Yesterday, my therapist and I had an awesome conversation about how things seem to fall apart and get torn down after they've been built up in our minds, our hearts and our lives.
Over and over again, it seems, this process repeats itself where we apply ambitions and efforts toward something and move it up a mountain only to get to the top of said mountain and see yet another peak that must be climbed.
Obviously, in order to reach the new peak, you have to throw out the ambitions, assumptions and attitudes that got you up the peak you're currently standing on and start over.
With each repetition of this process throughout life, the muscle memory associated with climbing, the journey of building something with your own energy, emotionally, mentally and physically, you get stronger.
The peaks get higher and the lows seemingly get lower, too, but what's truly happening isn't that the valleys are lower, but that your depth of emotion and understanding gets deeper so you're willing and able to allow yourself to go down there. Too few of us are, but those that continue going understand the truth of this journey. The few are willing to go down there because it's not the next peak that makes it worth it, but the next climb.
My life is in a great place right now because I'm enjoying the climb now more than ever before. Some may call it living in the present, but to me it's a climb. I feel I've been climbing each day of my life; nothing has been given, nothing taken with the exception of the steps.
These steps are steadier than they've ever been because I have the benefit of a solid foundation of family and friends. I have an amazing and balanced romantic relationship with Susannah. I have a great city and a nice place to call home in Austin; and I try to give as much back to this city as I take from it through the service of others. I have creative outlets and interests - along with people to discuss and share these passions - to match my professional ambition and focus with Localeur. The opportunities around me are truly special and only matched in value by the unique challenges and tribulations I've had to face to help shape the person I've become.
From my father's absence in my childhood and growing up without the financial comfort many of my peers experienced to pursuing a college degree and a professional lifestyle without a clear previous example of success within my family and going through both failed businesses and failed relationships, each individual mountain I've climbed has helped me to better understand myself, better understand the situations and better prepare for the ensuing climbs down each mountain and up the next.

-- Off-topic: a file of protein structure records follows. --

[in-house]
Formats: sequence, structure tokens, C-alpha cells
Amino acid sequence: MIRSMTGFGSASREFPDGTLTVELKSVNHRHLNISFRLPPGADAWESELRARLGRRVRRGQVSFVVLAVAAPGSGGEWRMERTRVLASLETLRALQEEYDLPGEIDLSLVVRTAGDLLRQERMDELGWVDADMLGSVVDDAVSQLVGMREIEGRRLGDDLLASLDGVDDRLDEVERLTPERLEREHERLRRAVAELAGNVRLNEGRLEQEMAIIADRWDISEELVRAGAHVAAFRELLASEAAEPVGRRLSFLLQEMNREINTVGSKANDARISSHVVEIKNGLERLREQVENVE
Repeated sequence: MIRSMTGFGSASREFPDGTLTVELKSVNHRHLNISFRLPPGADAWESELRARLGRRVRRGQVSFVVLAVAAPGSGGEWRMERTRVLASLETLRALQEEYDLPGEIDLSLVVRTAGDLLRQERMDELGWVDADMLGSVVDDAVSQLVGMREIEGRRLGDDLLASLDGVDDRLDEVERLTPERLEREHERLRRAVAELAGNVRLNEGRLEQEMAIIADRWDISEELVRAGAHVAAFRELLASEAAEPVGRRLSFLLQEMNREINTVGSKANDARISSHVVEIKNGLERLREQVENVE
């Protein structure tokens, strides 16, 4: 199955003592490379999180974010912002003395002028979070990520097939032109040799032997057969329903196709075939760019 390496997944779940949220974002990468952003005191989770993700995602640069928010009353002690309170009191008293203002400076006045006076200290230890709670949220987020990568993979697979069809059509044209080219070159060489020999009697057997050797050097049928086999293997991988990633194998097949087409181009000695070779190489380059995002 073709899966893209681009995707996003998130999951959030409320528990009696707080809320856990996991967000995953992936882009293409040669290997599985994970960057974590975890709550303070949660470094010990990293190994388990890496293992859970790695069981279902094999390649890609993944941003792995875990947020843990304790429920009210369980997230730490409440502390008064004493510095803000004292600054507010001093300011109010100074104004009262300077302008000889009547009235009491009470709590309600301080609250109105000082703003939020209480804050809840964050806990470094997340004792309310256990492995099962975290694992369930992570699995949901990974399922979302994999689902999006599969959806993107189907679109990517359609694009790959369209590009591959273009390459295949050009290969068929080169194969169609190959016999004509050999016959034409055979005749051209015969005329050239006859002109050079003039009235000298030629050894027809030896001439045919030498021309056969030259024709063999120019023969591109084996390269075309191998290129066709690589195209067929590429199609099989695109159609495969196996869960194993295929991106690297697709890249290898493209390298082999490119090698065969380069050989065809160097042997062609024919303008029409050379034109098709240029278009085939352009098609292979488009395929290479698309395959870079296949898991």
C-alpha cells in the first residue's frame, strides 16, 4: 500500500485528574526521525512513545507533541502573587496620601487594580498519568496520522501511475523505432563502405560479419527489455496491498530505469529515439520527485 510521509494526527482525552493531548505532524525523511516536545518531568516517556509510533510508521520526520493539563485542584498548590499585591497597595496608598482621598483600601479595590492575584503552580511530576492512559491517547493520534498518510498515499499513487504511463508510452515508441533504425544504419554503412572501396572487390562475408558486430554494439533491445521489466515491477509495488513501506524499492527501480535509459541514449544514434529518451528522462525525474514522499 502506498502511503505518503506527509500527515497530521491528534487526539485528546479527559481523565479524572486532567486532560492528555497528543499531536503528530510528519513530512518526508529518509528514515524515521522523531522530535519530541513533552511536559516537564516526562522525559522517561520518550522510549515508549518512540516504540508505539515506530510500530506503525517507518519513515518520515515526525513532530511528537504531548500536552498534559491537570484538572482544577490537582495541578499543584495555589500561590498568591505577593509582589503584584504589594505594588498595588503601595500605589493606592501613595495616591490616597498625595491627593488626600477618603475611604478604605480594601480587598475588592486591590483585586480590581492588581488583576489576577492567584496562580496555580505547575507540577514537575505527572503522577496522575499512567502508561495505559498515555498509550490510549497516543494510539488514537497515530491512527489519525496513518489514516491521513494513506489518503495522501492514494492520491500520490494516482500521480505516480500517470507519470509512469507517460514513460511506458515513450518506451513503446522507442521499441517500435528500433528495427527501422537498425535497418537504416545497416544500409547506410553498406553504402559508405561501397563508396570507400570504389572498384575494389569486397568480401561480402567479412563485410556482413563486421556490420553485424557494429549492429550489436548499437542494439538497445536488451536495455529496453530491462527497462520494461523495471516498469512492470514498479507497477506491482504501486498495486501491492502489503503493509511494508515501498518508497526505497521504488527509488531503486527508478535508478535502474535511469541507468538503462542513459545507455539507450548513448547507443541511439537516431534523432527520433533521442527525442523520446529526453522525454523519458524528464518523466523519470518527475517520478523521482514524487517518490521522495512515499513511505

This year, I've been doing a lot of work to tear down any naive or unnecessary assumptions I had about what a successful life would look like and how I could get there. I'm blessed to be a natural risk taker, so I've been doing this constantly for years, but this year in particular has been truly eye-opening because I've become much more cognizant of the huge, Mount Everest-sized chip I've carried on my shoulder for my whole life.
That chip on my shoulder has helped me get to where I am today. Helped me do things others wouldn't dare do. Helped me pursue routes that seemed challenging to others. Helped me aim for success in alternative ways. Helped me lead Localeur with Chase to where it is today.
But I'm ready to ditch it now. That's my next mountain. The one in which I create my own definition for success that is 100% rooted in what matters to me and 0% on what matters to others not contributing to my journey.
I have a healthy understanding of the mountain I'm climbing today as a person, as a son, brother, lover, friend, entrepreneur, leader, team member and particularly as a Black founder/CEO in tech where the mountain is temporarily and wrongfully being measured in valuations rather than value created. I see the mountain(s) I'm climbing, the many rocks of life that reside underneath my feet each step I take, and I am inspired.
I am not inspired by the peak ahead. I am inspired that getting here required me to climb many mountains before, and that I not only climbed them, but that I learned many of the lessons God wanted to teach me and continue to allow myself to feel the depth of emotion and experience that catapult me up the mountain to the highs of accomplishment and fulfillment. I climb.